It is somewhat "fashionable" these days for Christians to explore the Jewish roots of Christianity (which is unobjectionable) and to indiscriminately take on Jewish practices and observances (which can be objectionable). Unfortunately, most Christians do not know Judaism well enough to understand that it can be highly offensive to Jews for Christians to treat Jewish traditions and observances as though they were toys to be picked up, tried out, and discarded at whim by non-Jews.
There are some Jewish practices that should never be "co-opted" by non-Jews. For example, Christians who are not of a Jewish background should never presume to wear a tallit *(prayer shawl) or *tefillin (phylacteries). Such an action would be gravely offensive to Jews, who believe that the tallit and tefillin should only be worn by a fellow Jew. (Christians of a Jewish background may retain their traditional observances under certain circumstances, but should be sensitive to the feelings of Jewish family and friends who might be upset to see such observances performed by someone they no longer consider to have a right to perform them.) As to other practices and observances, I can only recommend that Christians be very sure of what they are doing before presuming to, for example, hold a seder, wear a yarmulke, light a menorah, etc.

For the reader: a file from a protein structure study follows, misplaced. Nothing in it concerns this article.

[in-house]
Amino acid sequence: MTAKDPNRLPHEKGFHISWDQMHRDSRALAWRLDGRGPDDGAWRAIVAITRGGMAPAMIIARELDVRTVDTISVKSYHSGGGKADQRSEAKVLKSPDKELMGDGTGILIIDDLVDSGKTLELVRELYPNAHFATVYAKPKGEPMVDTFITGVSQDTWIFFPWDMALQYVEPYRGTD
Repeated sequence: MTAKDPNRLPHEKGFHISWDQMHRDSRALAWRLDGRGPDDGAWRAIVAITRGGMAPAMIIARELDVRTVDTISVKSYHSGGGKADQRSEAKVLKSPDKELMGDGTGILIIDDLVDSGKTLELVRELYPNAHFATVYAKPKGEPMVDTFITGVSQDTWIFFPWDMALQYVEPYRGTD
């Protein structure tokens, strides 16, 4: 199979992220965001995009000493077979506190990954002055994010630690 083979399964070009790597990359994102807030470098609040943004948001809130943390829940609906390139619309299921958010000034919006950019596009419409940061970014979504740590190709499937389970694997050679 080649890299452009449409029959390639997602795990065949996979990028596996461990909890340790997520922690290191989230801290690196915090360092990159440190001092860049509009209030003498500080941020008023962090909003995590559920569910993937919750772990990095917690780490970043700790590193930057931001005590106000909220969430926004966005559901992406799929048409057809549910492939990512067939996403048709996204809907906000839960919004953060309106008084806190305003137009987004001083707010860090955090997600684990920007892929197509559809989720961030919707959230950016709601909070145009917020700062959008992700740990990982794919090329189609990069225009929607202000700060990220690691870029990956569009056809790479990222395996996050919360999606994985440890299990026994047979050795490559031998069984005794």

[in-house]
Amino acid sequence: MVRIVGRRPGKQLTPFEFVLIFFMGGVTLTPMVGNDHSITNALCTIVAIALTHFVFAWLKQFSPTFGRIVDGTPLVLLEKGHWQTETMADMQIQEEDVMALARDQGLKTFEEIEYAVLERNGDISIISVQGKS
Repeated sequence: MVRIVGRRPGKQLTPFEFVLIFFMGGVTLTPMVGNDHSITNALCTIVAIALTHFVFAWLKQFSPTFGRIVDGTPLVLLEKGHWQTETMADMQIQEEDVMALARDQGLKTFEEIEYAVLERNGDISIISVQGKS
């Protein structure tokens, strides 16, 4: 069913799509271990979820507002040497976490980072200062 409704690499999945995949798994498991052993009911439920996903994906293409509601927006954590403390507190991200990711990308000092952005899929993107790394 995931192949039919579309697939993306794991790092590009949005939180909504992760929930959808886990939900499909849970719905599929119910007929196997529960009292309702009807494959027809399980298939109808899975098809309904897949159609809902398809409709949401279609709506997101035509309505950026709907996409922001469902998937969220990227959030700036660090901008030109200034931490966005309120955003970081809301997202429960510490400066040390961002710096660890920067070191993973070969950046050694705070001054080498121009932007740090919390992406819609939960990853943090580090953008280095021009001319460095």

Taking on Jewish practices and observances of any kind is a very serious matter and not to be done merely because doing so seems "cool" or a "good idea." If in doubt, don't. It is far better to stick to one's own traditions than to risk hurting and upsetting other people by indiscriminately co-opting theirs.